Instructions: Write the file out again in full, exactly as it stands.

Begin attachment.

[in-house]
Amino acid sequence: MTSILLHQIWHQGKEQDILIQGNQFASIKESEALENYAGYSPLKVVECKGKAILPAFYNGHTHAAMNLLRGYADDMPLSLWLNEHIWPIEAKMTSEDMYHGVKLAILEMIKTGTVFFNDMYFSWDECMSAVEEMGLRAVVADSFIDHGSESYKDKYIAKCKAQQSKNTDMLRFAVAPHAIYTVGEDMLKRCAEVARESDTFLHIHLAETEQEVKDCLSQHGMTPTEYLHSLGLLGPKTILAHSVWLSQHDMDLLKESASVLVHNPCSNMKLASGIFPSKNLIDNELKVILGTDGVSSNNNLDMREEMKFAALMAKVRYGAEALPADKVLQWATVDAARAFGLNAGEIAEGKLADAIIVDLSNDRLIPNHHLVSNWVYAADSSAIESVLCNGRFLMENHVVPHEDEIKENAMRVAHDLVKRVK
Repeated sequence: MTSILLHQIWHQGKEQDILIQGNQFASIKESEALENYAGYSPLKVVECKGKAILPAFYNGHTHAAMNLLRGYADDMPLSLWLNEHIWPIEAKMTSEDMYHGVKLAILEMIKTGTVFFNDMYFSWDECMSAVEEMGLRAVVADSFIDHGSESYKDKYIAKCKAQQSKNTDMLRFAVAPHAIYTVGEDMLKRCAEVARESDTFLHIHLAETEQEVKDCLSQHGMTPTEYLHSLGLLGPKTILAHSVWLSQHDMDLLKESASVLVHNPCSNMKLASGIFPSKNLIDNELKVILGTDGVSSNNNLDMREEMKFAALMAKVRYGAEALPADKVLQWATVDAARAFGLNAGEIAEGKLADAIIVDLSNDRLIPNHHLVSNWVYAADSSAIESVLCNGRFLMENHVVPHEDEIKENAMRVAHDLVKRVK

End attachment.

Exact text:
[in-house]
Amino acid sequence: MTSILLHQIWHQGKEQDILIQGNQFASIKESEALENYAGYSPLKVVECKGKAILPAFYNGHTHAAMNLLRGYADDMPLSLWLNEHIWPIEAKMTSEDMYHGVKLAILEMIKTGTVFFNDMYFSWDECMSAVEEMGLRAVVADSFIDHGSESYKDKYIAKCKAQQSKNTDMLRFAVAPHAIYTVGEDMLKRCAEVARESDTFLHIHLAETEQEVKDCLSQHGMTPTEYLHSLGLLGPKTILAHSVWLSQHDMDLLKESASVLVHNPCSNMKLASGIFPSKNLIDNELKVILGTDGVSSNNNLDMREEMKFAALMAKVRYGAEALPADKVLQWATVDAARAFGLNAGEIAEGKLADAIIVDLSNDRLIPNHHLVSNWVYAADSSAIESVLCNGRFLMENHVVPHEDEIKENAMRVAHDLVKRVK
Repeated sequence: MTSILLHQIWHQGKEQDILIQGNQFASIKESEALENYAGYSPLKVVECKGKAILPAFYNGHTHAAMNLLRGYADDMPLSLWLNEHIWPIEAKMTSEDMYHGVKLAILEMIKTGTVFFNDMYFSWDECMSAVEEMGLRAVVADSFIDHGSESYKDKYIAKCKAQQSKNTDMLRFAVAPHAIYTVGEDMLKRCAEVARESDTFLHIHLAETEQEVKDCLSQHGMTPTEYLHSLGLLGPKTILAHSVWLSQHDMDLLKESASVLVHNPCSNMKLASGIFPSKNLIDNELKVILGTDGVSSNNNLDMREEMKFAALMAKVRYGAEALPADKVLQWATVDAARAFGLNAGEIAEGKLADAIIVDLSNDRLIPNHHLVSNWVYAADSSAIESVLCNGRFLMENHVVPHEDEIKENAMRVAHDLVKRVK